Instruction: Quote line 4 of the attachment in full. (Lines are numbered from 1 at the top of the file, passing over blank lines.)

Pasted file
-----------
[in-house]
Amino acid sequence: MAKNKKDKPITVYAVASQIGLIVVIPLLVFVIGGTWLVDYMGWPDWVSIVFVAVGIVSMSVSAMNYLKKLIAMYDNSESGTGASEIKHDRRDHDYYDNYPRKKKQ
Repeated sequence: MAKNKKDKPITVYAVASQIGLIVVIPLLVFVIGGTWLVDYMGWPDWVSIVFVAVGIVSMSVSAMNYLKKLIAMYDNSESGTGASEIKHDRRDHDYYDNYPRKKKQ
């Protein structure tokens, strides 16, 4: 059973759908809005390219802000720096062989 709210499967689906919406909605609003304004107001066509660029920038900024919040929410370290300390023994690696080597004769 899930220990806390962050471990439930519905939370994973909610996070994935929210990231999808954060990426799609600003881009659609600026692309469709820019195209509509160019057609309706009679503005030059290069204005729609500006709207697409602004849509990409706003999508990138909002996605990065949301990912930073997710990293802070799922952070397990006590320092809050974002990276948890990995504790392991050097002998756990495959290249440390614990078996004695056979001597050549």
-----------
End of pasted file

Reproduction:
């Protein structure tokens, strides 16, 4: 059973759908809005390219802000720096062989 709210499967689906919406909605609003304004107001066509660029920038900024919040929410370290300390023994690696080597004769 899930220990806390962050471990439930519905939370994973909610996070994935929210990231999808954060990426799609600003881009659609600026692309469709820019195209509509160019057609309706009679503005030059290069204005729609500006709207697409602004849509990409706003999508990138909002996605990065949301990912930073997710990293802070799922952070397990006590320092809050974002990276948890990995504790392991050097002998756990495959290249440390614990078996004695056979001597050549």